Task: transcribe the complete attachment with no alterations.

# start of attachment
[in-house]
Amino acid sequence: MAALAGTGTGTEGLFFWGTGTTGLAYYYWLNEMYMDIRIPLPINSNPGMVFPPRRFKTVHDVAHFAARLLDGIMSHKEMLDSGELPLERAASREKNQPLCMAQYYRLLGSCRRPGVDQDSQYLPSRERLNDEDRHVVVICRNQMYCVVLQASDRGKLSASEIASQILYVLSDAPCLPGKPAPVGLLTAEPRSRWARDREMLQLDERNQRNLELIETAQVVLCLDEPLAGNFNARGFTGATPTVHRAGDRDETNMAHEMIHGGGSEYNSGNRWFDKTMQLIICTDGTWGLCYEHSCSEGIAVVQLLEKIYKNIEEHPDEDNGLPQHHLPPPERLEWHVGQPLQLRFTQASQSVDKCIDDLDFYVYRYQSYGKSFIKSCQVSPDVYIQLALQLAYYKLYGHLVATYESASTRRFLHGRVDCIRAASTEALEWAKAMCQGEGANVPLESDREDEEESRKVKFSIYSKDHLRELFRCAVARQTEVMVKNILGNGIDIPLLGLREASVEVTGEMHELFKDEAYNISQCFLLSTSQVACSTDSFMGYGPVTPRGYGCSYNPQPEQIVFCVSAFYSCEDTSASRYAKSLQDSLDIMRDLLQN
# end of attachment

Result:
[in-house]
Amino acid sequence: MAALAGTGTGTEGLFFWGTGTTGLAYYYWLNEMYMDIRIPLPINSNPGMVFPPRRFKTVHDVAHFAARLLDGIMSHKEMLDSGELPLERAASREKNQPLCMAQYYRLLGSCRRPGVDQDSQYLPSRERLNDEDRHVVVICRNQMYCVVLQASDRGKLSASEIASQILYVLSDAPCLPGKPAPVGLLTAEPRSRWARDREMLQLDERNQRNLELIETAQVVLCLDEPLAGNFNARGFTGATPTVHRAGDRDETNMAHEMIHGGGSEYNSGNRWFDKTMQLIICTDGTWGLCYEHSCSEGIAVVQLLEKIYKNIEEHPDEDNGLPQHHLPPPERLEWHVGQPLQLRFTQASQSVDKCIDDLDFYVYRYQSYGKSFIKSCQVSPDVYIQLALQLAYYKLYGHLVATYESASTRRFLHGRVDCIRAASTEALEWAKAMCQGEGANVPLESDREDEEESRKVKFSIYSKDHLRELFRCAVARQTEVMVKNILGNGIDIPLLGLREASVEVTGEMHELFKDEAYNISQCFLLSTSQVACSTDSFMGYGPVTPRGYGCSYNPQPEQIVFCVSAFYSCEDTSASRYAKSLQDSLDIMRDLLQN